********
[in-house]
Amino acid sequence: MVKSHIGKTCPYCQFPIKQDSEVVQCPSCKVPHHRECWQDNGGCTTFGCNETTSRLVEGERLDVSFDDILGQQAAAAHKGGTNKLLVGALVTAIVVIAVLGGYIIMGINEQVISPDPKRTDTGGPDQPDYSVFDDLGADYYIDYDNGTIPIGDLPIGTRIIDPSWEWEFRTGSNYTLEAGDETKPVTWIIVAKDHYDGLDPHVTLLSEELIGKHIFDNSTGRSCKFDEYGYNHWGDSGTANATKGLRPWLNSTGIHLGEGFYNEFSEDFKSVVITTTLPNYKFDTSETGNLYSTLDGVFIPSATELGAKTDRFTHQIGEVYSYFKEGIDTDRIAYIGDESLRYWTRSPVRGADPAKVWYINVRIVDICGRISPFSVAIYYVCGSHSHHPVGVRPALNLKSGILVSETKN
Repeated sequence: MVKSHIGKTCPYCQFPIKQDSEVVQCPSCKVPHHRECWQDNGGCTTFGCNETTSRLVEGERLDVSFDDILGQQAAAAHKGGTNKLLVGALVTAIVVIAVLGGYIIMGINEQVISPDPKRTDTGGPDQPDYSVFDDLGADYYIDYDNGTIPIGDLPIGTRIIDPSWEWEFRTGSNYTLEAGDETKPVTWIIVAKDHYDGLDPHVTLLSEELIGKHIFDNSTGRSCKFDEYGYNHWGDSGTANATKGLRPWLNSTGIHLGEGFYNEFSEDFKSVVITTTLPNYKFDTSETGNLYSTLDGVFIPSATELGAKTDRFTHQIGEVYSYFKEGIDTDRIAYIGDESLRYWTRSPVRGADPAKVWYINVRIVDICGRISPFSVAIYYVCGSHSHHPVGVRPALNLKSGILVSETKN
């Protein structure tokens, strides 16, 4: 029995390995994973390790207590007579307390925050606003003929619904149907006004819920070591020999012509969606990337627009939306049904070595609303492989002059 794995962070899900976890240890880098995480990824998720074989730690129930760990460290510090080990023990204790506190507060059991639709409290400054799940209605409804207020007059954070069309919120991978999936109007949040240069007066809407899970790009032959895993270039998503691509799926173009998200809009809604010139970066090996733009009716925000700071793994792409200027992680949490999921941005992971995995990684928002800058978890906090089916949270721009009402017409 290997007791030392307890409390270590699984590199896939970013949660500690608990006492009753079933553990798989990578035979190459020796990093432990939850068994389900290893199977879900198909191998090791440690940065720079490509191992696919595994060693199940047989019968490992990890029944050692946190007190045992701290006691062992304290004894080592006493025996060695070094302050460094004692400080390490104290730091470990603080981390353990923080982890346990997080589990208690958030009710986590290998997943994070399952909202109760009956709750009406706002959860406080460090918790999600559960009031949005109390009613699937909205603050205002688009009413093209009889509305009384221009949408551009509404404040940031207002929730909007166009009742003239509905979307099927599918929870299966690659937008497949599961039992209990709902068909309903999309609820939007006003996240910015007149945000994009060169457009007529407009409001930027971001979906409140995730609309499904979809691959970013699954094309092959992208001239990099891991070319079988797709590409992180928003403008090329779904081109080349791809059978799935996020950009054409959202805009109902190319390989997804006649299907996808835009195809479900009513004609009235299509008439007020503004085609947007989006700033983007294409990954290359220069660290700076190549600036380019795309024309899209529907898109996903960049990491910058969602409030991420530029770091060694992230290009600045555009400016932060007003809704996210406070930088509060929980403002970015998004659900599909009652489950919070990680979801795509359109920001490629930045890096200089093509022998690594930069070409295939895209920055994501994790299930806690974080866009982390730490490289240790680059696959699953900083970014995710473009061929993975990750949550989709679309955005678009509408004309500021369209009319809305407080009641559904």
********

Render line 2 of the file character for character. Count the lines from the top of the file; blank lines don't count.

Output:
Amino acid sequence: MVKSHIGKTCPYCQFPIKQDSEVVQCPSCKVPHHRECWQDNGGCTTFGCNETTSRLVEGERLDVSFDDILGQQAAAAHKGGTNKLLVGALVTAIVVIAVLGGYIIMGINEQVISPDPKRTDTGGPDQPDYSVFDDLGADYYIDYDNGTIPIGDLPIGTRIIDPSWEWEFRTGSNYTLEAGDETKPVTWIIVAKDHYDGLDPHVTLLSEELIGKHIFDNSTGRSCKFDEYGYNHWGDSGTANATKGLRPWLNSTGIHLGEGFYNEFSEDFKSVVITTTLPNYKFDTSETGNLYSTLDGVFIPSATELGAKTDRFTHQIGEVYSYFKEGIDTDRIAYIGDESLRYWTRSPVRGADPAKVWYINVRIVDICGRISPFSVAIYYVCGSHSHHPVGVRPALNLKSGILVSETKN